SACRAMENTO — Gilbert Chilton, a former state pension fund chairman accused of taking more than $1 million in bribes, surrendered to authorities today after eluding FBI agents for four years.
Chilton, 42, surrendered in Sacramento shortly before noon, U.S. Atty. David Levi said. He was scheduled for arraignment later in the day.
"I think Mr. Chilton was tired of being a fugitive," Levi said at a brief news conference in the Federal Building.
Chilton became a fugitive from justice in February, 1983, when he left Fresno in a $50,000 Mercedes-Benz with a young woman at his side.
The one-time Fresno savings and loan officer became one of the most elusive of the FBI's gallery of fugitives, leading agents on a search that reached Florida and the Caribbean. At one point, he was rumored to have been killed.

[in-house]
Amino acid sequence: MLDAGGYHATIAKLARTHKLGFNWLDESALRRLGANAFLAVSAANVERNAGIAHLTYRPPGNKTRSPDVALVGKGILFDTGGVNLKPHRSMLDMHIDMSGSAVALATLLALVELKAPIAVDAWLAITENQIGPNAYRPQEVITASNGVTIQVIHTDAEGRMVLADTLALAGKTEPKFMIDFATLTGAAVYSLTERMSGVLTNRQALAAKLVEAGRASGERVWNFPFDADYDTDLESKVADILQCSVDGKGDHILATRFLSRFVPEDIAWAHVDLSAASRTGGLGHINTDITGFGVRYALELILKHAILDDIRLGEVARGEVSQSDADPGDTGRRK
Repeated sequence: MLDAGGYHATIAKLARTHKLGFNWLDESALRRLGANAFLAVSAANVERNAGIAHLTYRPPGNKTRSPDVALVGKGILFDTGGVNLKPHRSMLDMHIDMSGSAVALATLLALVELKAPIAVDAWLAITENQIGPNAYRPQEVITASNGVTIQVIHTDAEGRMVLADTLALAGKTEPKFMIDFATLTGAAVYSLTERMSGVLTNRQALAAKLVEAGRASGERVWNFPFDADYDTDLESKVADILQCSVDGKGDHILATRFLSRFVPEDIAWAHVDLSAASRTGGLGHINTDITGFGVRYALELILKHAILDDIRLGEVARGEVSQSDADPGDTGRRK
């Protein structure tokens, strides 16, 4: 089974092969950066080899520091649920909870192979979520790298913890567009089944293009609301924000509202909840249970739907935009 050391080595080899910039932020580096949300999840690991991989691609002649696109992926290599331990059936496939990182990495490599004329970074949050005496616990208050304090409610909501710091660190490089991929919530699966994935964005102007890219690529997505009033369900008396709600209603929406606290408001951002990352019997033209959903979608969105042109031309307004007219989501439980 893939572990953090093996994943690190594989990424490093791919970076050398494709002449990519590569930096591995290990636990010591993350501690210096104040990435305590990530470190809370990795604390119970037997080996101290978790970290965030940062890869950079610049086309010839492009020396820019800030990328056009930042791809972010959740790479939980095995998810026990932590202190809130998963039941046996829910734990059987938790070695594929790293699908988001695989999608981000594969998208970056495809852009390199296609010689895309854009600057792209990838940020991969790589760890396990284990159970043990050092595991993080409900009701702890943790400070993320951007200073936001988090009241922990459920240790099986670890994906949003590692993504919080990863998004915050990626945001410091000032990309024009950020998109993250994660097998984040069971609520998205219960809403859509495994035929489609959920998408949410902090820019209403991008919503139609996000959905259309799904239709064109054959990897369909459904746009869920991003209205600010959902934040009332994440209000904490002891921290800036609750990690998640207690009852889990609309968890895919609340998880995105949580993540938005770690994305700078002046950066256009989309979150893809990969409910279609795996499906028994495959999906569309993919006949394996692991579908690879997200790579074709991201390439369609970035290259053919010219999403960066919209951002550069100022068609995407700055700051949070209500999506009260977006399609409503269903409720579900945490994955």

Chilton recently made it known to government sources that he was prepared to emerge from hiding because he was broke, weary of trying to elude the law and willing to talk.
He was appointed to the board of the State Teachers Retirement System by Gov. Edmund G. (Jerry) Brown Jr. in 1982 and became chairman within six months. In the same year, he and Controller Ken Cory approved a $50-million loan to TXPACCO, a shaky company headed by a convicted oil stock swindler, for a drilling venture in Texas.
The transaction by the three-member investment committee did not have the support of the system's staff, and outside advisers said it was a rushed deal. As questions about the loan mounted, Chilton fled California with Cheryl Ann Ciccarelli, 26, a former Las Vegas hat checker, who also surrendered to officers today.
Chilton allegedly took with him bribes of more than $1 million and $440,000 embezzled from a Fresno savings and loan firm that he served as an executive.